MA (Master of Arts)
Date of Award
Committee Chair or Co-Chairs
Jon B. Ellis
James R. Bitter, Peggy J. Cantrell
Suicide is the ninth leading cause of death in the United States. Therefore, it is important to discover adaptive life-maintaining characteristics in high risk populations. Many patients with life-threatning illnesses have frequent suicidal thoughts. The difference in reasons for living between men and women with and without chronic illness was investigated. The suicide ideation was determined by ratings on a 48 item Reasons for Living questionnaire. Degree of chronocity of illness and illnes related issues were determined by a demographic questionnaire. Results showed that men commit suicide at a higher rate than women. Results of ANOVA'S indicated that individuals with chronic illness do not have fewer coping skills than individuals without chronic illness. Even though the present study did not indicate that chronic illness is one of the factors that precipitates suicide, research shows that in chronically ill patients depresion is a major risk factor for suicide. Thus it is necessary for researchers to discover additional reasons for living for these individuals to keep them from committing suicide.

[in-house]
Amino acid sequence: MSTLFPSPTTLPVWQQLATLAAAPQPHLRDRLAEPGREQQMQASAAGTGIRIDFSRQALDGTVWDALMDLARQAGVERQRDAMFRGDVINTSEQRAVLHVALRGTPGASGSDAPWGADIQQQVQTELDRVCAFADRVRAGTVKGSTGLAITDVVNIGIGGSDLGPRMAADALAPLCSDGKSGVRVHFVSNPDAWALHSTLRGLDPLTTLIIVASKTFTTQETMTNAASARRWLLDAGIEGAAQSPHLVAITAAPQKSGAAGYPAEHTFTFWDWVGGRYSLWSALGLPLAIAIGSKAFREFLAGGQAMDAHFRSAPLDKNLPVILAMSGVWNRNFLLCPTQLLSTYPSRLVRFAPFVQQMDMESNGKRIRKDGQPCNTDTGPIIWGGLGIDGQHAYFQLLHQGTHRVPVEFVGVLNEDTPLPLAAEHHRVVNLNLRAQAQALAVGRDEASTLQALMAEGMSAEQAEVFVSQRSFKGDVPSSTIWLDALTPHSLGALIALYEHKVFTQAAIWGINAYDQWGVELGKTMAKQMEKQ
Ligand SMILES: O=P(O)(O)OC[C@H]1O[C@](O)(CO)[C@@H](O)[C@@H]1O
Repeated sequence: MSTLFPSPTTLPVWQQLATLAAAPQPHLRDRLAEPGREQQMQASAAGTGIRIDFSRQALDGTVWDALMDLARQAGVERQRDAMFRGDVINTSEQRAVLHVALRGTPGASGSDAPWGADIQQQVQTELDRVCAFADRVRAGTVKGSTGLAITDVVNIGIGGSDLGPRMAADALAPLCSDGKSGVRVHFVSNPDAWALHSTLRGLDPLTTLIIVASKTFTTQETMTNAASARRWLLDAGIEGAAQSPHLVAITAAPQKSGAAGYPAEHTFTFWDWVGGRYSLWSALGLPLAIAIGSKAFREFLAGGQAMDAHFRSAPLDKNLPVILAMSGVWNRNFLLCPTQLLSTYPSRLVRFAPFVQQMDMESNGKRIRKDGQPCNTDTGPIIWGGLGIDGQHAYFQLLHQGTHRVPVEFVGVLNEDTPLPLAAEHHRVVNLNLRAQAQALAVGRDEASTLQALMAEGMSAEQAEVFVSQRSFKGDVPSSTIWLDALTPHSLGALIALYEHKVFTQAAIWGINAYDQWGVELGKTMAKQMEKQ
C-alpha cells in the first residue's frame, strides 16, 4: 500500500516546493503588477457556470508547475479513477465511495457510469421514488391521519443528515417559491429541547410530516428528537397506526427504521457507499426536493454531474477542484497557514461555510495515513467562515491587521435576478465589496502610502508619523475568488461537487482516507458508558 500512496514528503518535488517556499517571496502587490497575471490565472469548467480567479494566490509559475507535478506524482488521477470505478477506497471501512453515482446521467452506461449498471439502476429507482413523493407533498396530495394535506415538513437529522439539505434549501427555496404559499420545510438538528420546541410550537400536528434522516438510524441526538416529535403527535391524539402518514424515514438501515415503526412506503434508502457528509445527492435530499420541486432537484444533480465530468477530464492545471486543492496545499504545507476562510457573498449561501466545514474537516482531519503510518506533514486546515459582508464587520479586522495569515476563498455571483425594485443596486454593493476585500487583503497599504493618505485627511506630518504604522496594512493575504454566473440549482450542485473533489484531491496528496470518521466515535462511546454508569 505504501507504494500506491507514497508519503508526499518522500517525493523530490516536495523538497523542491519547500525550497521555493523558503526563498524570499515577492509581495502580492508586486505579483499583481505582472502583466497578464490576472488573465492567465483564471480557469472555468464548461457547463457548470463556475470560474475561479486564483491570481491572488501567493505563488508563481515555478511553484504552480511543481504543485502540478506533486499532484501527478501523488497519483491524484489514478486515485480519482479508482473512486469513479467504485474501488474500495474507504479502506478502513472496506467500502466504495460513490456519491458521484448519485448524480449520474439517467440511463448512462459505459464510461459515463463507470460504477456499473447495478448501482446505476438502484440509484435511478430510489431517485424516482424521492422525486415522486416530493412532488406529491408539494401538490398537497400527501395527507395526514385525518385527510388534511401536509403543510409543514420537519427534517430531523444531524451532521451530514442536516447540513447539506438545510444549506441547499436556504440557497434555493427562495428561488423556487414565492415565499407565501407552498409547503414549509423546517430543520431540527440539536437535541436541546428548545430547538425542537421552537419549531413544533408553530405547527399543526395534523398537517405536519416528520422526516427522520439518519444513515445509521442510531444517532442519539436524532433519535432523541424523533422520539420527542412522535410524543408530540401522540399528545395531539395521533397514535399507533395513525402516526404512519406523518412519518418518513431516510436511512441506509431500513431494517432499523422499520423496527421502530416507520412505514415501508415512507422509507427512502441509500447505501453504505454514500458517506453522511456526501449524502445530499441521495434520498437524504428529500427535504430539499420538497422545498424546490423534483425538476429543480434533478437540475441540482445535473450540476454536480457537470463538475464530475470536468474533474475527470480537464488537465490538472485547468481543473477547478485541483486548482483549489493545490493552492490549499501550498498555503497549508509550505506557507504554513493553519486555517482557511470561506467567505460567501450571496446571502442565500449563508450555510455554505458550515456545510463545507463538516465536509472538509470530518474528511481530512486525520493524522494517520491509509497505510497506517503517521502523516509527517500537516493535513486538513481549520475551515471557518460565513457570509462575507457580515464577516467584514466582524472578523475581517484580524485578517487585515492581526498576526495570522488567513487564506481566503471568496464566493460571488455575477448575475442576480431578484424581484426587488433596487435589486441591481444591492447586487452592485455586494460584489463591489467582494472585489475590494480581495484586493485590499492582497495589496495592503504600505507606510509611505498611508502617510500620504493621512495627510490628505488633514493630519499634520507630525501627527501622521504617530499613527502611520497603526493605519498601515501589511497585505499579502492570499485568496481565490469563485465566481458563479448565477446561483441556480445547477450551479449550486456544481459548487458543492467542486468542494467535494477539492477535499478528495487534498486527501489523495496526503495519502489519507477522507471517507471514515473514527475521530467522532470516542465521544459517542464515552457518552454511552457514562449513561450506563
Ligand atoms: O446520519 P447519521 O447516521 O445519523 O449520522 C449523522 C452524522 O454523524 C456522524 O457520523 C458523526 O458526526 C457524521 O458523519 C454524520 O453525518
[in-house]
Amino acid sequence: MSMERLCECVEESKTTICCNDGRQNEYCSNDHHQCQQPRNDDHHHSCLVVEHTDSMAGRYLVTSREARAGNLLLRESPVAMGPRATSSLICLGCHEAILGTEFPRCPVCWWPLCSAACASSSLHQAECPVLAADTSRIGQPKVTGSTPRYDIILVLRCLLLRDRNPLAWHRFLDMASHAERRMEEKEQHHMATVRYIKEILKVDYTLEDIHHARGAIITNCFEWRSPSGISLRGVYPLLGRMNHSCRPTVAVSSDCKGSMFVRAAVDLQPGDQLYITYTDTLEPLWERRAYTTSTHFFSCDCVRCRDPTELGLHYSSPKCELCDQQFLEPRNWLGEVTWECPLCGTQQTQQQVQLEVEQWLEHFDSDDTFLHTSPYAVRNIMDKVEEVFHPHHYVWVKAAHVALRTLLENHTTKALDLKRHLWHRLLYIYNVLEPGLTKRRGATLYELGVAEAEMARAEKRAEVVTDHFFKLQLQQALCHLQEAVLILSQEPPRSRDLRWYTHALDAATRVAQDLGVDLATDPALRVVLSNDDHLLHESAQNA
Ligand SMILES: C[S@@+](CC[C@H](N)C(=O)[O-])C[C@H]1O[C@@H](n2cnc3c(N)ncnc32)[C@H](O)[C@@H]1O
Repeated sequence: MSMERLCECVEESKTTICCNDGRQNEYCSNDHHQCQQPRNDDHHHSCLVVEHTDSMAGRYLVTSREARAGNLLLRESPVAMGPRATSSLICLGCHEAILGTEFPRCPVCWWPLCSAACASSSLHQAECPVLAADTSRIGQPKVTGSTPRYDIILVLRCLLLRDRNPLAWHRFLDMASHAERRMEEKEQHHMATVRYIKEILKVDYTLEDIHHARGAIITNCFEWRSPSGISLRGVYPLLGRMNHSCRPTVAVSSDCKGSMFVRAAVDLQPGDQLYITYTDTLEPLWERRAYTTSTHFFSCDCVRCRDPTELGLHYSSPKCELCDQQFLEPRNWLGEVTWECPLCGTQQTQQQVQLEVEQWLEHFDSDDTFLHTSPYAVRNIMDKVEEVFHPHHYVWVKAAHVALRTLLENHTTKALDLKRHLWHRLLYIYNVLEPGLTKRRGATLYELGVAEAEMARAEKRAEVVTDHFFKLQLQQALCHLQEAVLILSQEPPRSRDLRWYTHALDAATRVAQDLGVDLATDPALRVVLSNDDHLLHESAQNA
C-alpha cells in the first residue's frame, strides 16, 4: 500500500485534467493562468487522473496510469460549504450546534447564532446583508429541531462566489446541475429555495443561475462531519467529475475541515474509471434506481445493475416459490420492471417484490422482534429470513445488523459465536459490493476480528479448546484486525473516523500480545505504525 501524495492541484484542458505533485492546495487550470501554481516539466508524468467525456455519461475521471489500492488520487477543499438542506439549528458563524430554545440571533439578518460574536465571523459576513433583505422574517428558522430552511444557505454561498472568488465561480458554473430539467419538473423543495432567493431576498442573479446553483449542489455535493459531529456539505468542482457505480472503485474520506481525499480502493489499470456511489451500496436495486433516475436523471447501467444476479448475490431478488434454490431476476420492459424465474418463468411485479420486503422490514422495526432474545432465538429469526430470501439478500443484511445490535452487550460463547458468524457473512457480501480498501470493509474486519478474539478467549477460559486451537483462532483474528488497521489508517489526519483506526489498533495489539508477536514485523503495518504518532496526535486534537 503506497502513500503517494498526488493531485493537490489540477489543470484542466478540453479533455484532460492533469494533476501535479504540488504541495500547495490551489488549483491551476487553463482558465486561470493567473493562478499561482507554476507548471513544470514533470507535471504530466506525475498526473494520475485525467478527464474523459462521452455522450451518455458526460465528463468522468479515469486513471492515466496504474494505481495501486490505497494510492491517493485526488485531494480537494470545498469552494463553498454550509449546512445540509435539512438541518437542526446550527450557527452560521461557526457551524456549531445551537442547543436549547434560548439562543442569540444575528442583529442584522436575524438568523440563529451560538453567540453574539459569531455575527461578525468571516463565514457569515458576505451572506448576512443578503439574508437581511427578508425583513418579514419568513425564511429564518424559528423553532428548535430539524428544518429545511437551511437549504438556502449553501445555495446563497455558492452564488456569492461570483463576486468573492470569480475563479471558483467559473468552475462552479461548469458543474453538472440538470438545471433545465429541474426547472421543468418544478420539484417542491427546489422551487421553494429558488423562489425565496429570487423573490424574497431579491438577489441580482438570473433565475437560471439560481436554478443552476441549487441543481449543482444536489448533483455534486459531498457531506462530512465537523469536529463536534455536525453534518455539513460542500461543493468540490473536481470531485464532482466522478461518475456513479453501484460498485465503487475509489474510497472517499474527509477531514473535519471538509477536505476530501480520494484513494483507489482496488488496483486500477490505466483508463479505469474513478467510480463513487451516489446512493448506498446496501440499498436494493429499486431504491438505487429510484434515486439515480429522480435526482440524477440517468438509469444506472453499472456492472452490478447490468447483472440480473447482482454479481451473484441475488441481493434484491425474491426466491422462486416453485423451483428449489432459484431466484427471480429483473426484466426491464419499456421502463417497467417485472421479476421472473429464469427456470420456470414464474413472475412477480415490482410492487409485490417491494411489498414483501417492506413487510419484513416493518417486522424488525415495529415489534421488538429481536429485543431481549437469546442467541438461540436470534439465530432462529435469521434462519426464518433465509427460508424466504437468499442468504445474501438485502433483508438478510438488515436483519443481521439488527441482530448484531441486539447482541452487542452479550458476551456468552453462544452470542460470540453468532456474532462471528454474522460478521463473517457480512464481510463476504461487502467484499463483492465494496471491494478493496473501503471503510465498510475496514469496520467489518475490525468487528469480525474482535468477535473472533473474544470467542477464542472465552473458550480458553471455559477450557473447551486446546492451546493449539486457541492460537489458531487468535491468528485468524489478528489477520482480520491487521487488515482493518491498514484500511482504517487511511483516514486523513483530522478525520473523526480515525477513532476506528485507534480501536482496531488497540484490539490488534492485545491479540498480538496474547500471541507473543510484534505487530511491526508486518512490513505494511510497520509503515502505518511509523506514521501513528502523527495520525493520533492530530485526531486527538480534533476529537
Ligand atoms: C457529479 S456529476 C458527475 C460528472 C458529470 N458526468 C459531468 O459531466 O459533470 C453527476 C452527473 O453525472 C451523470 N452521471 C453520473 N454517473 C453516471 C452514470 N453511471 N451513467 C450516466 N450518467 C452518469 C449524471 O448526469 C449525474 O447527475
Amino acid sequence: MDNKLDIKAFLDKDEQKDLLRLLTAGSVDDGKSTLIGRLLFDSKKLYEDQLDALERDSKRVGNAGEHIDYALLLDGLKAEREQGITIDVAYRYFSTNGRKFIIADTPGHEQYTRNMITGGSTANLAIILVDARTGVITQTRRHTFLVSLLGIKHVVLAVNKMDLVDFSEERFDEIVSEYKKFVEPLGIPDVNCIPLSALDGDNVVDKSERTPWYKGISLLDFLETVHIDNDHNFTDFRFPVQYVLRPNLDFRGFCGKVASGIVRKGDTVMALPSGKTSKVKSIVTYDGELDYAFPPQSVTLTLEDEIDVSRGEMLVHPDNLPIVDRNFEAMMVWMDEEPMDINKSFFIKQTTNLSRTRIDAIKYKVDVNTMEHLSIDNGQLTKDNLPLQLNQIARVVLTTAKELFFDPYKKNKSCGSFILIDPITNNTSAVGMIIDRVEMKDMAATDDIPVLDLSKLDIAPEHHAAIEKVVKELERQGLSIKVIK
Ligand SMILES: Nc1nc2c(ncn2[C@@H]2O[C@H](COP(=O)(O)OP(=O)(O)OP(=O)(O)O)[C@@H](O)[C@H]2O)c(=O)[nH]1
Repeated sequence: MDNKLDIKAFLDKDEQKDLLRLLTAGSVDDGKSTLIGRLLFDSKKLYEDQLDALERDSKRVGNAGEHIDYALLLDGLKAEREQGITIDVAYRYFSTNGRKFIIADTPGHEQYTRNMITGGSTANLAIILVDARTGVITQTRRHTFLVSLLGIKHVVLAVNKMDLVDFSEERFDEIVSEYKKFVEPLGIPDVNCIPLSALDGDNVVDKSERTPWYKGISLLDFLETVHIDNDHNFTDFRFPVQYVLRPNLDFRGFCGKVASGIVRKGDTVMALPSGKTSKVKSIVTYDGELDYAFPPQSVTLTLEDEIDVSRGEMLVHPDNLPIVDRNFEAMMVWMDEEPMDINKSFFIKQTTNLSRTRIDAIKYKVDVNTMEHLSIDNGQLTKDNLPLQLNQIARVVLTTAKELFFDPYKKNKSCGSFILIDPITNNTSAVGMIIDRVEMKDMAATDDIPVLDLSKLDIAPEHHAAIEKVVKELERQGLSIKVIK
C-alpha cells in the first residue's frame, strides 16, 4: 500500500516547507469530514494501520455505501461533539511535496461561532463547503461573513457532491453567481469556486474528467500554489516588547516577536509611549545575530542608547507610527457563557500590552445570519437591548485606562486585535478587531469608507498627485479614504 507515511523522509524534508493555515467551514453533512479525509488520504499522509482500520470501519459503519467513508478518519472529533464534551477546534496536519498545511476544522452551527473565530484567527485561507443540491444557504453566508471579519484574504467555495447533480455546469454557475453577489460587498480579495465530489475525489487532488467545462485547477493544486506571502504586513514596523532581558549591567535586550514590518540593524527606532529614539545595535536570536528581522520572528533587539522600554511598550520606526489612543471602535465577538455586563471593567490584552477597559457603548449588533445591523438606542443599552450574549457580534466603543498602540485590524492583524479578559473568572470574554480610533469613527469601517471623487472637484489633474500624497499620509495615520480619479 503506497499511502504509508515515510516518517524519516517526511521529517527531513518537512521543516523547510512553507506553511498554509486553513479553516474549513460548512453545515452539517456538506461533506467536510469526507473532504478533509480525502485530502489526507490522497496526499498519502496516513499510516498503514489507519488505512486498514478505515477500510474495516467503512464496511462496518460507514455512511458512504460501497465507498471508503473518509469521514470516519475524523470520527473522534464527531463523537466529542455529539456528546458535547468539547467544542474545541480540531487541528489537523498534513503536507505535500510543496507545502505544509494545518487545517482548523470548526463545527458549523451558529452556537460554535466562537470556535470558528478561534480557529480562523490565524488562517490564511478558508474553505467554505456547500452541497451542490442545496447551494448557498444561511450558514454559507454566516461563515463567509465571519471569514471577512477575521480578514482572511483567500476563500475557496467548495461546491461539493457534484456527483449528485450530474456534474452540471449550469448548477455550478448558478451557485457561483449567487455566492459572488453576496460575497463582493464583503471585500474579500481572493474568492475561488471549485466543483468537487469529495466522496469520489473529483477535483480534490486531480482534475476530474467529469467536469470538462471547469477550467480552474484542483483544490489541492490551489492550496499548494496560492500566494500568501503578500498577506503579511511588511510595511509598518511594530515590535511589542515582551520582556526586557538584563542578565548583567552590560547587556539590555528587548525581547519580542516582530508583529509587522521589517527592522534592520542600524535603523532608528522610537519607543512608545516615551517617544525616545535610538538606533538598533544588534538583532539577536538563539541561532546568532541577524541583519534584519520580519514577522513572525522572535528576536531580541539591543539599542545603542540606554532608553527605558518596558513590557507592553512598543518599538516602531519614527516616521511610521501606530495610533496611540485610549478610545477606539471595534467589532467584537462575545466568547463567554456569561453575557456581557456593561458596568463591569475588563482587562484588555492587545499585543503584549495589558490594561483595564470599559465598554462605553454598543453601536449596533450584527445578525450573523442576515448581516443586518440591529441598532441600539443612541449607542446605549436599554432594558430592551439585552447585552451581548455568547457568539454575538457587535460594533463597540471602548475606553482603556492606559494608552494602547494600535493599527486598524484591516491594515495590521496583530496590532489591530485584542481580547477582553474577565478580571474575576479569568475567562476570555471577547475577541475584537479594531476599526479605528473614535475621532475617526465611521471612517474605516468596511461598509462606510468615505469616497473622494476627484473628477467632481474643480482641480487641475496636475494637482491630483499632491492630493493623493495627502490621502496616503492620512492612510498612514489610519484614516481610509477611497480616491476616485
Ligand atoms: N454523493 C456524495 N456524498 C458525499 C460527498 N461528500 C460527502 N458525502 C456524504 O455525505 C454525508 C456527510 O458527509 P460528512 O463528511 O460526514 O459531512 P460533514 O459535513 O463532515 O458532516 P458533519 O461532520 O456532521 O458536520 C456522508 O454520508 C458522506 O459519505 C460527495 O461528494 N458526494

Thesis - Open Access
Karnad, Madhu, "Gender Differences in Coping with Chronic Illness." (2001). Electronic Theses and Dissertations. Paper 137. https://dc.etsu.edu/etd/137
Copyright by the authors.